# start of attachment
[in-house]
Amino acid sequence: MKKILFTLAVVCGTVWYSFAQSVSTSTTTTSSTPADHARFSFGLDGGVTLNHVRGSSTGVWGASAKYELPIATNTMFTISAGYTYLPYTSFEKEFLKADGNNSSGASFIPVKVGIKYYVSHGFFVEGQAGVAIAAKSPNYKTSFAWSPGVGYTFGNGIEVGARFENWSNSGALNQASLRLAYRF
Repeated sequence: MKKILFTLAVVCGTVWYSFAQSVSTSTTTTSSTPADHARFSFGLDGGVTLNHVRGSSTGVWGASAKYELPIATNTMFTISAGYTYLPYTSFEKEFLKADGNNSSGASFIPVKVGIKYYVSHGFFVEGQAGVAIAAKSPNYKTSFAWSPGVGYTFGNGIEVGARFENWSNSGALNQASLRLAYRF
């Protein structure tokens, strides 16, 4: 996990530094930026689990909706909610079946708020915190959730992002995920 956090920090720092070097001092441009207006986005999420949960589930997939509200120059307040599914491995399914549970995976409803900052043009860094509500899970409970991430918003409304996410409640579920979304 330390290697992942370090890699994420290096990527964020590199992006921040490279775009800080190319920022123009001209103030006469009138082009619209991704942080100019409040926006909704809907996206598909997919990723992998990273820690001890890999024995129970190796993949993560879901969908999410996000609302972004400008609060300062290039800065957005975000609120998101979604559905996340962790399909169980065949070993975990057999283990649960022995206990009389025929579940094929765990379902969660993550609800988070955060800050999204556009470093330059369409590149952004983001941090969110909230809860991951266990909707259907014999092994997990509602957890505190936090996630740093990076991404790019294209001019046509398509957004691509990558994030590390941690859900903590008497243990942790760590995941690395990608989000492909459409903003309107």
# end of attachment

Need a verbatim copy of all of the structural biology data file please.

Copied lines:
[in-house]
Amino acid sequence: MKKILFTLAVVCGTVWYSFAQSVSTSTTTTSSTPADHARFSFGLDGGVTLNHVRGSSTGVWGASAKYELPIATNTMFTISAGYTYLPYTSFEKEFLKADGNNSSGASFIPVKVGIKYYVSHGFFVEGQAGVAIAAKSPNYKTSFAWSPGVGYTFGNGIEVGARFENWSNSGALNQASLRLAYRF
Repeated sequence: MKKILFTLAVVCGTVWYSFAQSVSTSTTTTSSTPADHARFSFGLDGGVTLNHVRGSSTGVWGASAKYELPIATNTMFTISAGYTYLPYTSFEKEFLKADGNNSSGASFIPVKVGIKYYVSHGFFVEGQAGVAIAAKSPNYKTSFAWSPGVGYTFGNGIEVGARFENWSNSGALNQASLRLAYRF
């Protein structure tokens, strides 16, 4: 996990530094930026689990909706909610079946708020915190959730992002995920 956090920090720092070097001092441009207006986005999420949960589930997939509200120059307040599914491995399914549970995976409803900052043009860094509500899970409970991430918003409304996410409640579920979304 330390290697992942370090890699994420290096990527964020590199992006921040490279775009800080190319920022123009001209103030006469009138082009619209991704942080100019409040926006909704809907996206598909997919990723992998990273820690001890890999024995129970190796993949993560879901969908999410996000609302972004400008609060300062290039800065957005975000609120998101979604559905996340962790399909169980065949070993975990057999283990649960022995206990009389025929579940094929765990379902969660993550609800988070955060800050999204556009470093330059369409590149952004983001941090969110909230809860991951266990909707259907014999092994997990509602957890505190936090996630740093990076991404790019294209001019046509398509957004691509990558994030590390941690859900903590008497243990942790760590995941690395990608989000492909459409903003309107």